If there's anything you can take from the fallout over SB 1070 in this state, it's that a large number of Arizonans want "illegals" out.
That the term "illegals" is often used to mean all Hispanics should be obvious to anyone who pays attention to the ranters on talk radio, in the blogs, or in the streets.
I've argued with people on Facebook who insist they are not bigots yet use words like "leeches" to label those who are here without papers. Turn on local right-wing station KTAR 92.3 FM on any given day, and you'll hear the angry voices who are fed up with the estimated 500,000 undocumented immigrants in the state.
On my Feathered Bastard blog, there have even been those who have — anonymously, of course — applauded the recent shooting of a Hispanic man by his Anglo neighbor in South Phoenix.
Before Gary Kelley, the Anglo, allegedly pulled the trigger, he berated the victim with racial slurs, telling him to go back to Mexico. At least that's what a witness told police.
The fact that many of his Hispanic neighbors did not regard him as a racist and that the cops have labeled the incident a "neighborhood dispute," doesn't lessen the fact that there are those who see in the white-on-brown murder a fulfillment of their own hatred.
At the very top of SB 1070, it states that the "intent" of the law is to make "attrition through enforcement" the policy of the state. In other words, the law seeks to make conditions in Arizona so harsh for immigrants and their families that they will leave.
So the message, at least, is clear. But is Arizona willing to bear the consequences of its political decision, including a boycott that could cost the city of Phoenix alone $90 million in lost revenue and, perhaps, the removal of baseball's 2011 All-Star Game from the city?
Is Arizona willing to take the hit to its $18.6 billion travel industry? And perhaps more important, is it willing to shoulder the long-term economic consequences from its dalliance with ethnic cleansing?
If you're concerned about the impact of SB 1070 on Arizona's economy and reputation, there's a film you should see, the award-winning documentary 9500 Liberty, which continues its run this week at Harkins' Valley Art on Mill Avenue in Tempe.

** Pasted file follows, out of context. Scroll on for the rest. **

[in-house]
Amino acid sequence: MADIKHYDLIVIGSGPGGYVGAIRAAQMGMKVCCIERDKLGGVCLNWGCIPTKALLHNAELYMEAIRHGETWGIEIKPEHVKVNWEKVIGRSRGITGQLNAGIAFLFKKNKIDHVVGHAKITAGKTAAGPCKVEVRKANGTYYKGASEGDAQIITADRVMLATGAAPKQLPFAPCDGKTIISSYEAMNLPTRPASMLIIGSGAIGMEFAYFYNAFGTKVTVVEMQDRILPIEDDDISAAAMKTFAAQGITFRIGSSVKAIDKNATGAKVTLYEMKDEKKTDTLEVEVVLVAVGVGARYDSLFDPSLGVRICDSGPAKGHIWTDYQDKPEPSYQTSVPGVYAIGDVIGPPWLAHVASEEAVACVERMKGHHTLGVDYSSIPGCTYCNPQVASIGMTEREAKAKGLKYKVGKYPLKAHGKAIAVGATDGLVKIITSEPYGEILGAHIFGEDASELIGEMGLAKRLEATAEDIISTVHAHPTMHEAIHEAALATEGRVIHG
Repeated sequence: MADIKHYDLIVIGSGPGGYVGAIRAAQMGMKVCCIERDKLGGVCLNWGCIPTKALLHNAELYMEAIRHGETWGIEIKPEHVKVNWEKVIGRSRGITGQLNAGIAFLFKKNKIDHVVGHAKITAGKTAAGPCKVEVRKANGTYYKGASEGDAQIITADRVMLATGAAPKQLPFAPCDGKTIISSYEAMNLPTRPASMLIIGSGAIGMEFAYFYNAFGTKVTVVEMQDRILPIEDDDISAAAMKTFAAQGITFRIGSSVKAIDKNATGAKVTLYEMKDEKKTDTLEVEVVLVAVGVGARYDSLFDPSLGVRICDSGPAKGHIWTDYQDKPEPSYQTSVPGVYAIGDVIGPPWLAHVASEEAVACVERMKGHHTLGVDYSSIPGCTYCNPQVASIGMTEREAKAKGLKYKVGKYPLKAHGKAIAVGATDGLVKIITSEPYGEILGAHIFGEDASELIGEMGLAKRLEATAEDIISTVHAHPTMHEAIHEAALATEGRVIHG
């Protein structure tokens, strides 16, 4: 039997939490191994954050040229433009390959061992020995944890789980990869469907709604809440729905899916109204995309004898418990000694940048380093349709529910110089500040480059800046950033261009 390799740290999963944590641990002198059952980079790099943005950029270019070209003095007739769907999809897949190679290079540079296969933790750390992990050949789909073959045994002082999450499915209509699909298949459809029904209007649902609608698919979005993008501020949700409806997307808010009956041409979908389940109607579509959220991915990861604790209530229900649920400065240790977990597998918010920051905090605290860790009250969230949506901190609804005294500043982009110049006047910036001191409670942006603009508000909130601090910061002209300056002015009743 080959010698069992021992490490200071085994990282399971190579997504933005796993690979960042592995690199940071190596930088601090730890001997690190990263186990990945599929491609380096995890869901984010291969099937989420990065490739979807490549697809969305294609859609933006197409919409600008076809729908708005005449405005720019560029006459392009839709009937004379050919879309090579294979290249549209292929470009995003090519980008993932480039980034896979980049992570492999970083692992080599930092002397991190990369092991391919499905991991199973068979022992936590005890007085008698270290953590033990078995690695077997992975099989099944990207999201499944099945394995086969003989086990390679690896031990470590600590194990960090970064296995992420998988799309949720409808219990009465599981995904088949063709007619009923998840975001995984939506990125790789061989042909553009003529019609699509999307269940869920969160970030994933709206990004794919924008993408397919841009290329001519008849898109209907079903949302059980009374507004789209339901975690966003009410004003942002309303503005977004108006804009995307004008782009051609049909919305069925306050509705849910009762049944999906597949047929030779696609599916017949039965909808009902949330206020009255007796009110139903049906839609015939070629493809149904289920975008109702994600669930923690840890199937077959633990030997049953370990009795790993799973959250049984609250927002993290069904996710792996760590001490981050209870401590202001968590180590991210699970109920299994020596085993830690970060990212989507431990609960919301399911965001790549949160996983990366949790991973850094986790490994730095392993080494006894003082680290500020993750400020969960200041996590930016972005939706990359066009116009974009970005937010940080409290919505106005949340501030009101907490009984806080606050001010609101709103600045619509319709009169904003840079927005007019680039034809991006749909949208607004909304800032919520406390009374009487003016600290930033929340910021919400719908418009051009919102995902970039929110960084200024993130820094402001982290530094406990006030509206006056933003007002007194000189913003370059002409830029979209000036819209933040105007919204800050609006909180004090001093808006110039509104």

In it, filmmakers Annabel Park and Eric Byler captured the maelstrom in Prince William County, Virginia, in 2007 and 2008 over a county Board of Supervisors resolution mandating that law enforcement officers inquire into the citizenship status of detainees, based on "probable cause" that they might be in the country sans papers.
Sound familiar? That's because the resolution, and Arizona's SB 1070, were authored by the same crowd at the nativist extremist group FAIR, the Federation for American Immigration Reform.
Of the Prince William County measure, Mike Hethmon, general counsel for FAIR's legal arm, the Immigration Reform Law Institute, crowed to the U.S. Commission on Civil Rights that "to the extent that there is some kind of mad scientist behind all this, we'll be happy to take credit."
One of Hethmon's fellow lawyers at IRLI is Kris Kobach, the guy getting paid $300 an hour in Maricopa County funds to "train" Sheriff Joe Arpaio's deputies in immigration law.
Kobach helped SB 1070's sponsor, neo-Nazi hugger and state Senator Russell Pearce, draft the statute. Even regarding tweaks to the law made after Governor Jan Brewer signed it, Kobach e-mailed Pearce, instructing Arizona's number-one bigot on the precise language to include.
FAIR has been labeled a hate group by the Southern Poverty Law Center, and for good reason.